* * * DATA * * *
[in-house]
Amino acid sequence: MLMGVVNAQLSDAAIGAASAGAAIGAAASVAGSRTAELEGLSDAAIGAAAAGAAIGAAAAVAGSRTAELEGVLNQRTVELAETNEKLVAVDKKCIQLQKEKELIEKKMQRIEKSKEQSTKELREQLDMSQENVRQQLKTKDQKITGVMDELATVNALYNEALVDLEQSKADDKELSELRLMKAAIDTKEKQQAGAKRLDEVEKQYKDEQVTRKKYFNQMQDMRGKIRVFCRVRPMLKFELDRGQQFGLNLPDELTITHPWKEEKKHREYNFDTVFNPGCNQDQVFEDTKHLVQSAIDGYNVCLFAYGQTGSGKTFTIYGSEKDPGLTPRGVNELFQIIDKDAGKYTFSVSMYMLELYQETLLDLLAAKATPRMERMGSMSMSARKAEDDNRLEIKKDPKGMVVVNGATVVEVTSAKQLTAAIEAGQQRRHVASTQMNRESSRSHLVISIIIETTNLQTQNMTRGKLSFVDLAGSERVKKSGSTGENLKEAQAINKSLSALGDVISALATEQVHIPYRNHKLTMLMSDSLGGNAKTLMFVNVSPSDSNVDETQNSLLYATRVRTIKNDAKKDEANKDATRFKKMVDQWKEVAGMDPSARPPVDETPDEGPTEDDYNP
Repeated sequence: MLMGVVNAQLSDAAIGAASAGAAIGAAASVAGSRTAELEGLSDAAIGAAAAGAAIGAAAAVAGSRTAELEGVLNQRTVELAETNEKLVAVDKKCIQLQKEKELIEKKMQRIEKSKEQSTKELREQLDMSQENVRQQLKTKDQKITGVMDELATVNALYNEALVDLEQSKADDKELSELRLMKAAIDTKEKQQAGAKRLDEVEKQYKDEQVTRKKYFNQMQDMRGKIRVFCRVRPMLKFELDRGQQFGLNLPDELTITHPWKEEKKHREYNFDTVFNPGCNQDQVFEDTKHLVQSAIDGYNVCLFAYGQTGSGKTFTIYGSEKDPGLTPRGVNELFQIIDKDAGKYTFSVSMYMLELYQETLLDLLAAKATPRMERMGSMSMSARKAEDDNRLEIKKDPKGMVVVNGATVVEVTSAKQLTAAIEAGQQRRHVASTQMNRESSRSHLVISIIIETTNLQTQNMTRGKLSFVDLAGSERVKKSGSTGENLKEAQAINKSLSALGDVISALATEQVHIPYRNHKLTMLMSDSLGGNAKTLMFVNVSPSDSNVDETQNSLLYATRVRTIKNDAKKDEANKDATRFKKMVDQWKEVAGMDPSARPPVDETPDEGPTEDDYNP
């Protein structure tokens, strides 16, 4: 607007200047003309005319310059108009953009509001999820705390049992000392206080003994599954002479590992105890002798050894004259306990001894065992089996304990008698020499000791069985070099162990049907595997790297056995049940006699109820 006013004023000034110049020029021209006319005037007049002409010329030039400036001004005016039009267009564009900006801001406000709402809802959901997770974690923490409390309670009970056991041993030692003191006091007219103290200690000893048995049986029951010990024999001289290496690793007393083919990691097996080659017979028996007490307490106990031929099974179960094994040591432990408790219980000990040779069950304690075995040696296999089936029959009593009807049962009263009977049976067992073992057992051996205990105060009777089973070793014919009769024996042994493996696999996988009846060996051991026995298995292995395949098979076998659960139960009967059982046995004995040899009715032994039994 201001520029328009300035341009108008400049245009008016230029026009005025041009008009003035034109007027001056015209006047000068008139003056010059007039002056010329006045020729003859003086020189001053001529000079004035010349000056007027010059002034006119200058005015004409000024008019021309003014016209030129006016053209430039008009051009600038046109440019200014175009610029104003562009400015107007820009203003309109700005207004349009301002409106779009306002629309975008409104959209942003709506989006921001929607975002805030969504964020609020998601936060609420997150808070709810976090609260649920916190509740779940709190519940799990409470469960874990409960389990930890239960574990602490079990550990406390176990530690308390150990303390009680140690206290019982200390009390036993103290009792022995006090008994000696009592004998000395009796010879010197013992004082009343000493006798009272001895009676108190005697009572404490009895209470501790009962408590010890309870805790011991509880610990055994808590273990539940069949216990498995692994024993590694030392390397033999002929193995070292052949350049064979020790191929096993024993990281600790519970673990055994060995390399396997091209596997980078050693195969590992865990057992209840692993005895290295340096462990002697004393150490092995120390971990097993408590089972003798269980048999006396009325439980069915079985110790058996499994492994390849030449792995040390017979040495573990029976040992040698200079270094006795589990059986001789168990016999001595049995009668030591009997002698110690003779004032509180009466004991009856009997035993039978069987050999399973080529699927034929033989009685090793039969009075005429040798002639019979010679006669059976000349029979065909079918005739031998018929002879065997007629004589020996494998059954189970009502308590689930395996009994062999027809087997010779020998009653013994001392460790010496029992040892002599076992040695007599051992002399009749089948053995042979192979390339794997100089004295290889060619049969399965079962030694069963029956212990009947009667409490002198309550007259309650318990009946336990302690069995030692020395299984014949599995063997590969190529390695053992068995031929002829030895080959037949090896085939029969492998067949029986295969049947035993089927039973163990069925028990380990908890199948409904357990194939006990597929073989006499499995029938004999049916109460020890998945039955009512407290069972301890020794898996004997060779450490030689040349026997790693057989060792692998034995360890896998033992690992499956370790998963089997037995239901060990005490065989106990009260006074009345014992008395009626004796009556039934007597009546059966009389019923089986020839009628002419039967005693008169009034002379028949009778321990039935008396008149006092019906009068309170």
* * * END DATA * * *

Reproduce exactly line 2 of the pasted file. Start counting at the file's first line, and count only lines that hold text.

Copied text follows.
Amino acid sequence: MLMGVVNAQLSDAAIGAASAGAAIGAAASVAGSRTAELEGLSDAAIGAAAAGAAIGAAAAVAGSRTAELEGVLNQRTVELAETNEKLVAVDKKCIQLQKEKELIEKKMQRIEKSKEQSTKELREQLDMSQENVRQQLKTKDQKITGVMDELATVNALYNEALVDLEQSKADDKELSELRLMKAAIDTKEKQQAGAKRLDEVEKQYKDEQVTRKKYFNQMQDMRGKIRVFCRVRPMLKFELDRGQQFGLNLPDELTITHPWKEEKKHREYNFDTVFNPGCNQDQVFEDTKHLVQSAIDGYNVCLFAYGQTGSGKTFTIYGSEKDPGLTPRGVNELFQIIDKDAGKYTFSVSMYMLELYQETLLDLLAAKATPRMERMGSMSMSARKAEDDNRLEIKKDPKGMVVVNGATVVEVTSAKQLTAAIEAGQQRRHVASTQMNRESSRSHLVISIIIETTNLQTQNMTRGKLSFVDLAGSERVKKSGSTGENLKEAQAINKSLSALGDVISALATEQVHIPYRNHKLTMLMSDSLGGNAKTLMFVNVSPSDSNVDETQNSLLYATRVRTIKNDAKKDEANKDATRFKKMVDQWKEVAGMDPSARPPVDETPDEGPTEDDYNP